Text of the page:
People with an arrogant imperialist complex from the neighboring country try to claim that the name “Ukraine” means “borderland” implying desolate community on the peripheria of civilization. Such interpretation is against the common logic because all through the Middle Ages Kyiv remained an educational and intellectual powerhouse. On the other hand, Ukraine did, as a nation on the whole, found itself on the edge of constant danger and the Dnieper River was the line of last defence against the most powerful forces of those times. Those were the nomads from the East like the Pechenegs and Polovtzy first. Later, there was the Crimean khanate to the south-east; there was the Ottoman empire to the south and the Muscovites to the north. Yale Prof. Timothy Snyder describes the approximate time the name “Ukraine” appeared:
“Just as the history of medieval Rus’ begins with the Orthodox baptism of Grand Duke Volodymyr in 988, so the history of early modern Ukraine begins with conversions of Ukrainian nobles to Western Christianity after 1569… From controversy over Union arose a political lexicon. The traditional sacral designation “Rus’” had been used in a political sense for centuries; now the vague military term “Ukraina” took on something like a political meaning as the homeland of the Orthodox in Poland. The Lublin Union of 1569 had separated East Slavs in Ukraine from their northern counterparts in the Grand Duchy.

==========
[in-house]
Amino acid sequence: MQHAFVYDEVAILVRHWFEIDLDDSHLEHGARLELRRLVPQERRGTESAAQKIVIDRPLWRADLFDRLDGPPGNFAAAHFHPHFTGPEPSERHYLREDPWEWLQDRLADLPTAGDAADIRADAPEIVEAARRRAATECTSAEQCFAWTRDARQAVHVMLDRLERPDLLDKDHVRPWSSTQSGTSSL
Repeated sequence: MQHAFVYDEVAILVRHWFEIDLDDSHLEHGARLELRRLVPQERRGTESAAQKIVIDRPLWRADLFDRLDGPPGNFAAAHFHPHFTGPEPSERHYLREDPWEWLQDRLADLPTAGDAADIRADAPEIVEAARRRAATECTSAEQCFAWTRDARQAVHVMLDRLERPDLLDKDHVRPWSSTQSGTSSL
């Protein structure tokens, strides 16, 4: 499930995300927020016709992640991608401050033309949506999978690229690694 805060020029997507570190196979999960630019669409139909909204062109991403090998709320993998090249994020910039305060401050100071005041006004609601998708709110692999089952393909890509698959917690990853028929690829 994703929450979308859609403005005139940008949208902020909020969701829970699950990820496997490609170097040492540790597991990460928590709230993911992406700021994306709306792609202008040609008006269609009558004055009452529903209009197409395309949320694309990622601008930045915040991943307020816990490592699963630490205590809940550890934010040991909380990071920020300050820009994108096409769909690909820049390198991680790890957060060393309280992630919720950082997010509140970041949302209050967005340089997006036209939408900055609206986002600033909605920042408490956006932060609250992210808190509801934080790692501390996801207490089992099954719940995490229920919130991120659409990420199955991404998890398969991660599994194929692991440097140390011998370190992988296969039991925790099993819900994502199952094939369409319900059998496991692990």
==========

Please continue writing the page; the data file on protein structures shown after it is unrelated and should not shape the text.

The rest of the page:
If the Yale Professor is correct and the name “Ukraine” is a military term, what could it mean? Can at least a suggestion be offered of a possible etymology? There are Ukrainian worlds like “Ukriplennya” (“Reinforcement”) and “Ukryttya” (“Shelter, Defense”) that have a similar beginning and are from the military lexicon, so it is likely the word “Ukraine” meant just that for the Commonwealth – the “Reinforced Defense”. After all, the Ukrainian Cossacks were very good at building defences and their most famous settlement on the Dnieper island – Khortytzia – was in fact FORTytzia (Little Fortress).
That Ukraine was percieved as the Reinforced Defence appears to be supported by the following statement from the same Yale Professor:
“In 1569, the Polish Kingdom had inherited the Cossacks along with Ukraine from Lithuania. Lithuania had relied upon the Cossacks to defend its southern borderlands from the Crimean Khanate. Poland found that the Cossacks were a tremendous military asset, not only in defense but in attack. The Polish cavalry was the best in Europe at the time, but it was most effectively used to end battles, and the state had difﬁculty paying for the standing infantry needed to begin them. For a time, the Cossacks ﬁlled this gap. Their value was demonstrated in the wars with Sweden in 1601–2, Muscovy in 1611–12, and the Ottoman empire in 1621. The Commonwealth attained its greatest glory when its Polish and Lithuanian knights and its Ukrainian Cossacks fought side by side.”
Curiously, in the times of Kyiv Rus, in Scandinavia there was a term “Gardariki” for the realm which basically meant exactly the same – the Fortified Kingdom. In which the most fortified city was its capital – Koenugard (Kyiv). “Gardariki, Ukraine” e-book has all the necessary quotes.
You may also want to learn little-known facts about how Moscow became the capital of its realm and what it meant for Kyiv to become a part of Great Duchy of Lithuania Next Part >